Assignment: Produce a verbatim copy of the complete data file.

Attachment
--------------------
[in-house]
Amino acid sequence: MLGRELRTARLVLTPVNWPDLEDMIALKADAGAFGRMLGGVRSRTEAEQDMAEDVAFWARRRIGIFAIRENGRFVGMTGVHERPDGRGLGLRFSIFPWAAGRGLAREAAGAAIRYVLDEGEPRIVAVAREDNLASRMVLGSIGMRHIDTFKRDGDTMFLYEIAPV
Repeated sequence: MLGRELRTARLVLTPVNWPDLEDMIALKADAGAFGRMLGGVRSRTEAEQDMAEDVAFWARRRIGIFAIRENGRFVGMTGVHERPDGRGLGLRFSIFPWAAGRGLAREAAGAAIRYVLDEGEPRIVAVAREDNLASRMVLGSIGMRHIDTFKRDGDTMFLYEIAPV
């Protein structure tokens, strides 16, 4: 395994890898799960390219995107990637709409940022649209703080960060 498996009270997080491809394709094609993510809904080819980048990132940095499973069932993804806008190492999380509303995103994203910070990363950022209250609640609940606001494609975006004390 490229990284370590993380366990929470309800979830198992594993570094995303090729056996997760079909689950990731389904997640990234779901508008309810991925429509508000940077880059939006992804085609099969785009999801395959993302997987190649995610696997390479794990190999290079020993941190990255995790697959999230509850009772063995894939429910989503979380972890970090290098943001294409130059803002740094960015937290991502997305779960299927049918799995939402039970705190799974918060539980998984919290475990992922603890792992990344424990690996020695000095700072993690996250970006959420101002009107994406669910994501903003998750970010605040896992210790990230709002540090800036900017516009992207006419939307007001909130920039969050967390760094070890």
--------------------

[in-house]
Amino acid sequence: MLGRELRTARLVLTPVNWPDLEDMIALKADAGAFGRMLGGVRSRTEAEQDMAEDVAFWARRRIGIFAIRENGRFVGMTGVHERPDGRGLGLRFSIFPWAAGRGLAREAAGAAIRYVLDEGEPRIVAVAREDNLASRMVLGSIGMRHIDTFKRDGDTMFLYEIAPV
Repeated sequence: MLGRELRTARLVLTPVNWPDLEDMIALKADAGAFGRMLGGVRSRTEAEQDMAEDVAFWARRRIGIFAIRENGRFVGMTGVHERPDGRGLGLRFSIFPWAAGRGLAREAAGAAIRYVLDEGEPRIVAVAREDNLASRMVLGSIGMRHIDTFKRDGDTMFLYEIAPV
């Protein structure tokens, strides 16, 4: 395994890898799960390219995107990637709409940022649209703080960060 498996009270997080491809394709094609993510809904080819980048990132940095499973069932993804806008190492999380509303995103994203910070990363950022209250609640609940606001494609975006004390 490229990284370590993380366990929470309800979830198992594993570094995303090729056996997760079909689950990731389904997640990234779901508008309810991925429509508000940077880059939006992804085609099969785009999801395959993302997987190649995610696997390479794990190999290079020993941190990255995790697959999230509850009772063995894939429910989503979380972890970090290098943001294409130059803002740094960015937290991502997305779960299927049918799995939402039970705190799974918060539980998984919290475990992922603890792992990344424990690996020695000095700072993690996250970006959420101002009107994406669910994501903003998750970010605040896992210790990230709002540090800036900017516009992207006419939307007001909130920039969050967390760094070890």